She worked as a cinema pianist in Harpenden for 30/- a week (3d off for the insurance stamp).  Her working hours were 5.30 to 10.30 and 2.30 to 10.30 on matinees. On bank holidays she began work at 11am. And so it was, in the last few days of peace, she found herself working on the August bank holiday playing any patriotic tune to applause and whistling. Her work in the cinema shows another developing medium, the use of the newsfilm and the use of slides to convey war news. To keep the patrons of the cinema informed about the latest developments and retain the audience, “On the lamp blacked slides latest news was scratched with one of my hairpins, and it was increasingly exciting”. She also relates the newsfilm Pathe Gazette being shown – with pictures of the reserves being called up and a destroyer putting out to see from Harwich – all accompanied by “violent applause from the twopennies”. Later another slide was scratched and displayed saying that Germany still had not replied to the British ultimatum to which the twopennies booed. Goodness knows what the censors would have said if Bloom had continued imparting war news in this manner.

Bloom also recounts how she scratched slides for the siege and fall of Liege (just like the breaking and rolling news of today). Although the cinema owner did not allow the playing of hymns, considering it sacrilege, she played “Through the night of doubt and sorrow” when the slide announcing the city’s fall was shown. Her decision to play the hymn was right as she earned herself a big box of chocolates.

“We were thrilled with the news that HMS Amphion had sunk the German minelayer Königen Luise in British waters. In wild elation I scratched it on the slide, and rushed to the piano, grabbing the keyboard from Mother waiting to greet the announcement with ‘Rule Britannia’. This was the way to win a war! The scanty house rose and cheered to a man!”

The other action that Bloom recorded on the slides was the naval engagement between HMS Amphion and the Königen Luise. The initial slide recorded the sinking of the German ship and then the next day she had to record the loss of Amphion on “my beastly little slides”, as the ship had struck a mine.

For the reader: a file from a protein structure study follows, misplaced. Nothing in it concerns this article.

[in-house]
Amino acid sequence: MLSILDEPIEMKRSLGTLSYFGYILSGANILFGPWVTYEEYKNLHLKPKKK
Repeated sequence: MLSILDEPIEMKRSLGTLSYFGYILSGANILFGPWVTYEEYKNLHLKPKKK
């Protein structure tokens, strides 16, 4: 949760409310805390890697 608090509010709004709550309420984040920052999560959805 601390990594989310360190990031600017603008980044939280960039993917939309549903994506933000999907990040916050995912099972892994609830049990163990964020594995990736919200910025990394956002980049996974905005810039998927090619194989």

Within days of war being declared her fiancé and brother had joined up. Her fiancé then broke off the engagement. The cinema projectionist also enlisted and the commissioner was called up as he was a reservist. Prices shot up and food was hoarded. Her work at the cinema became harder as she had to manage the venue as well as play the piano, all this within the first few weeks of the war. For the rest of the war Bloom fared just as badly. She was accused of being a spy, her mother died of cancer, she witnessed airship raids, and the arrival of casualties. She did marry and had a son. Her army husband survived the war but not the influenza and so, as the war ended, she was left a widow.

Recent articles mirror some of Bloom’s observations about the war.  In History Today there is a piece, The Daily Mail and the First World War, by Adrian Bingham. As well as avid readers of the newspapers, the Bloom family bought the Daily Mail war map for 6d. and pinned it on their wall, though her mother, “… was in a continual dither not knowing where to put the next flag.”  Catriona Pennell has also written an article, Believing the Unbelievable: The Myth of the Russians with ‘Snow on Their Boots’ in the United Kingdom, 1914. Bloom narrates, “Lots of talk going around”, including the rumour of the Cossacks passing though Harpenden station on darkened trains that had been recognized by, “their fur caps and some had the snow of Siberia still on them!”

And finally, the IHR’s Anglo-American conference for 2014 is entitled The Great War at Home which also covers some of the issues raised by Bloom.

 

Call for Papers: London and the First World War (20-21 March 2015)

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Zeppelin over London

As part of events to commemorate the centenary of the First World War, the Centre for Metropolitan History in partnership with IWM (Imperial War Museums) is organising a major conference that will explore the ways in which London and its inhabitants were affected by, and involved with, the 1914-18 conflict.

For the first time London was effectively on the front line, subject to aerial bombing and surveillance, whilst its streets, buildings and spaces were shaped by the needs of mass mobilisation, supply and defence. The war had an impact upon everyday life in the capital in other ways too, including the economy, governance, standards of living, culture, leisure, the physical environment and social life.

The Zeppelin scare is just as if the whole place was in imminent fear of an earthquake. At night the whole of London is in absolute darkness, every window heavily screened, no street lamps, no lamps on vehicles, all trains with windows closed and blinds drawn, constant street accidents and traffic blocks, and a bewildering pandemonium of confusion in the streets.